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Assistance dogs: More than a man's best friend


Dr. Temple Grandin, and Karen Shultz of TLCAD

As the saying goes, “A dog is a man’s best friend.” In some cases, a dog can be much more - he can be a life changer. Jolena Gonzalez was diagnosed at age three with classical autism. Autism for her meant that she had a hard time talking, moving and dealing with her environment due to sensory overload. Life was very difficult for Jolena and her family, with daily “meltdowns” that could happen at home and in public, and could last for up to three hours. Then, Muffet entered their lives. Muffet is an assistant dog, provided by Tender Loving Canines Assistance Dogs (TLCAD), a non-profit association based in Solana Beach (a coastal town near San Diego) that pairs service dogs and people with special needs. Recently they started Leash on Life, an assistance dog program for children with autism.

TLCAD Trainer Yvonne Espinosa and Dog-in-Training: Billy

In July TLCAD sponsored a “A Day with Dr. Temple Grandin"  which took place at the Del Mar Country Club. Grandin is a world re-known animal scientist and author (Thinking in Pictures, Animals in Translation). Jolena, Muffet, and Becki Cook, Jolena’s mother, were present at the event. Cook said that having Muffet has  given her the ability to go back to work. Becki can now hire regular babysitters when needed. “Due to the calming effect that Muffet has had on Jolena’s daily life, I have my life back. Jolena has learned to use Muffet as a calming tool, touching her when needing to calm herself down – a cue from me is no longer needed,” explained Cook.

Dr. Grandin gave two talks at the event, one about her personal experiences with autism, and the other about animal behavior, based on her book Animals Make us Human: Creating the Best Life for Animals, co-written with Catherine Johnson. Grandin discussed many aspects of animal behavior, including the core emotions of fear, rage, panic and seeking. Grandin explained that dogs are very different from a lot of other animals because they are hyper-social as well as hypersensitive to everything humans do. This is what makes them ideal as human companions and assistant dogs.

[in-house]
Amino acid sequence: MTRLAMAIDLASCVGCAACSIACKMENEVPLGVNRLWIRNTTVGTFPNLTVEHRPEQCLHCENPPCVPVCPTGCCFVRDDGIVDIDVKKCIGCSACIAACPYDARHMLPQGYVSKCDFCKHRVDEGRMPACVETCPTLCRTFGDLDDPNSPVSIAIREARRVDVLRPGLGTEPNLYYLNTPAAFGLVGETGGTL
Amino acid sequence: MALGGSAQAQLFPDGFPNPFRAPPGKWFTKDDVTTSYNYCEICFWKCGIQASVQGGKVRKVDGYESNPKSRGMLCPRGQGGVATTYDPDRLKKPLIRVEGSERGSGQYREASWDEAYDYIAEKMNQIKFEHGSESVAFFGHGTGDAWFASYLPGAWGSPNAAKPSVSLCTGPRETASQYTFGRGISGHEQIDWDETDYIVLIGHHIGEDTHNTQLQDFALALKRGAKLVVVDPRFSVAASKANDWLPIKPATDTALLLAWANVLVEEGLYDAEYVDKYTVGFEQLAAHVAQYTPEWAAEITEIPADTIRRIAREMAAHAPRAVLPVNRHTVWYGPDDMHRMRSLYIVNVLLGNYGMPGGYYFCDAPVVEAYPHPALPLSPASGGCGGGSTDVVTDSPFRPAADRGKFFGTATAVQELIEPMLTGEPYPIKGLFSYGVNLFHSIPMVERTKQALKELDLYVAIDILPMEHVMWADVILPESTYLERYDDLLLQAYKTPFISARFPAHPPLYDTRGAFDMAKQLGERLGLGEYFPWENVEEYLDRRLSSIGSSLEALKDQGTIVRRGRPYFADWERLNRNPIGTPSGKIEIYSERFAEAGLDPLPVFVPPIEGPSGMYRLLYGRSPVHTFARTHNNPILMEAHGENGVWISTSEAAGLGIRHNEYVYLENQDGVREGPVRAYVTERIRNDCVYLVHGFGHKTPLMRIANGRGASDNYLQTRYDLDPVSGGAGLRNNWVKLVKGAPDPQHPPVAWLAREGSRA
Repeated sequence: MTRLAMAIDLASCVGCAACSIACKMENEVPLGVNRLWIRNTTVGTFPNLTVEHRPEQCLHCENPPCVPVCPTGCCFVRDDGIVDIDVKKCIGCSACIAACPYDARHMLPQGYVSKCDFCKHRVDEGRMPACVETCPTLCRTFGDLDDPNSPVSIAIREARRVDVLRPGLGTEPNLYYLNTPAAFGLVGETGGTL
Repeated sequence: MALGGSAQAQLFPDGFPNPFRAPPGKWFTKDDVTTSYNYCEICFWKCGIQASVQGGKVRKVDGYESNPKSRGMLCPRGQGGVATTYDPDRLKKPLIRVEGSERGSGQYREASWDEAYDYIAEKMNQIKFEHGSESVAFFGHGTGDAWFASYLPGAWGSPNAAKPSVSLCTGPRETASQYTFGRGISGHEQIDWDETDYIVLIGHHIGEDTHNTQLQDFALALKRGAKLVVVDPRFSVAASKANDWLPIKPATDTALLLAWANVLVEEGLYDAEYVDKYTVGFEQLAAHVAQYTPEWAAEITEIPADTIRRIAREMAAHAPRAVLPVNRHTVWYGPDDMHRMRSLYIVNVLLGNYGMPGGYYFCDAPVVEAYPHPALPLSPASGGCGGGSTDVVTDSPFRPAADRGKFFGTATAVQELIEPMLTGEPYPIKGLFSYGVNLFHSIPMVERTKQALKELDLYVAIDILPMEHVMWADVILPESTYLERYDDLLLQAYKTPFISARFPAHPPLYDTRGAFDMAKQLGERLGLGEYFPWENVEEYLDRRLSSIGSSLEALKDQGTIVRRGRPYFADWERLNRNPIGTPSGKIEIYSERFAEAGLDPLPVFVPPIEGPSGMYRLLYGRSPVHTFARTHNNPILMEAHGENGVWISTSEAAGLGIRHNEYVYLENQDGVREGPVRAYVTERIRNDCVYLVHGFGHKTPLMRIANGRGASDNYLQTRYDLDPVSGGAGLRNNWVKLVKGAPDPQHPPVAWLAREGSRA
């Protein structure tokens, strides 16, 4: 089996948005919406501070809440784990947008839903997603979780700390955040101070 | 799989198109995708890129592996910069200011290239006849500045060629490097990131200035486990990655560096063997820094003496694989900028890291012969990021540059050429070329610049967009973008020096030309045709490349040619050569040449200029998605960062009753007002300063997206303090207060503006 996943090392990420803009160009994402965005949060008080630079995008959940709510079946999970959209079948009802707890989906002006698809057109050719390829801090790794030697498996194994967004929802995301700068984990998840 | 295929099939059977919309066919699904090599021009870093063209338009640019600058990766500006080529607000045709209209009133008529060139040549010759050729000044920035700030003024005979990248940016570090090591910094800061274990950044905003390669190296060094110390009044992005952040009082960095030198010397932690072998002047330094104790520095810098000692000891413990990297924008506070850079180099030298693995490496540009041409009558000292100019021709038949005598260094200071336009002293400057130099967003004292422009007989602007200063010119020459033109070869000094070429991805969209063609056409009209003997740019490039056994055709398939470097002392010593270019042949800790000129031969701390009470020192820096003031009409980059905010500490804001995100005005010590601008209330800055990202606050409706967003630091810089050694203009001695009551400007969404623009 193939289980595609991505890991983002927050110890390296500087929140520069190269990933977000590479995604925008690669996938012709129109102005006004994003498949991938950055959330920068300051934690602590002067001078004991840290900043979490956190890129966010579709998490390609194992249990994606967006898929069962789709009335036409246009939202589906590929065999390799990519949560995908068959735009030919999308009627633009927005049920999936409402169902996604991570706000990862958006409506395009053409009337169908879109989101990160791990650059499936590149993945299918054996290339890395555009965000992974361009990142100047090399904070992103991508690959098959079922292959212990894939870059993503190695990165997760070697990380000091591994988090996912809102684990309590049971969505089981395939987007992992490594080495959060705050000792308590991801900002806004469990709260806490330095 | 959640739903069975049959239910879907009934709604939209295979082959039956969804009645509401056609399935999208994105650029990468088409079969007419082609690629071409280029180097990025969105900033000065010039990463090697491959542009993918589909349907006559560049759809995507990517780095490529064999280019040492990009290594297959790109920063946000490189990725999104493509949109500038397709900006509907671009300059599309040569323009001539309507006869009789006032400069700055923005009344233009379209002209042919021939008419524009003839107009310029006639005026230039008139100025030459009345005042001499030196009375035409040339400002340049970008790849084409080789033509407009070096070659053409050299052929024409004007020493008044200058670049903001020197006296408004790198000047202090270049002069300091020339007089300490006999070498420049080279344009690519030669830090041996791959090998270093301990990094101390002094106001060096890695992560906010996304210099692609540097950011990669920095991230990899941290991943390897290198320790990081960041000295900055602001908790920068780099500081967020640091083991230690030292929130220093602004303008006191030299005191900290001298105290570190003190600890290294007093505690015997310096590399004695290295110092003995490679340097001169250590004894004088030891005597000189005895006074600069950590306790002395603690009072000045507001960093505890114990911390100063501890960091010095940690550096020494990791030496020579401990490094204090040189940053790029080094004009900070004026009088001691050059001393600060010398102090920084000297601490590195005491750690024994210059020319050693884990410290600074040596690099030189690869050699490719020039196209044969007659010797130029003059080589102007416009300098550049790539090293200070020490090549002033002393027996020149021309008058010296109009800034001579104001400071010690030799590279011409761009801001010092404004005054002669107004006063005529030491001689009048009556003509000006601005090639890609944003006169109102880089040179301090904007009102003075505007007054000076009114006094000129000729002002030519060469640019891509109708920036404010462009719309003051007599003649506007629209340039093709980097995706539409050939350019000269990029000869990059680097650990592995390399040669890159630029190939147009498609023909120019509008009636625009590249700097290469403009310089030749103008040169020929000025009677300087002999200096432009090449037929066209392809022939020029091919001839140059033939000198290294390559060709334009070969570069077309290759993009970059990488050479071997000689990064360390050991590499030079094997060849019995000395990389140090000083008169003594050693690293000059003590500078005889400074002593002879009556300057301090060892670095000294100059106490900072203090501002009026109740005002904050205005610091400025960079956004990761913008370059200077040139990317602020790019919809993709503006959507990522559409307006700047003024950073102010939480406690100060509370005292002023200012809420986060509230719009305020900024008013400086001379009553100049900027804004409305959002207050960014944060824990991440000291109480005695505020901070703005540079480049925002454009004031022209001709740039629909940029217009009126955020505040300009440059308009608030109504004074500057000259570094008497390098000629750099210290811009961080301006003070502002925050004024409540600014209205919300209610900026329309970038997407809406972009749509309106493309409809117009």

Karen Shultz, Assistant Training Director of TLCAD explained that it  takes about eighteen months to raise and train a dog to assistance level. After this initial training, TLCAD assigns the trainer and the dog to a disabled handler creating a team dedicated to meeting the handler’s specific needs. Once this team is established, an additional period of approximately six months of advanced training is undergone to tailor the skills of the dog to match the needs of the handler.

After a day spent with dog lovers including the dedicated trainers of TLCD, and with Jolena and her dog Muffet, you can’t help but realize that what Grandin tells us is true : it’s animals make us human.

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  • Jeannie Bolstridge 5 years ago

    Autistic children in special educaton classes often are exposed with normal children in school. We brought a facility dog by invitation into our south Georgia primary school last year, and it born great fruit. This year we are invited particularly to the special ed classes. The facility dogs are "boom-proof" and support the teachers as they work with their students with flash cards, reading, and even taking walks down the hall. See many pictures at

  • Chantal Sicile-Kira 5 years ago

    Thanks for sharing, Jeannie. Love the photos!
    My mom is in assisted living and the seniors living there love to ses Handsome, my son's assistance dog.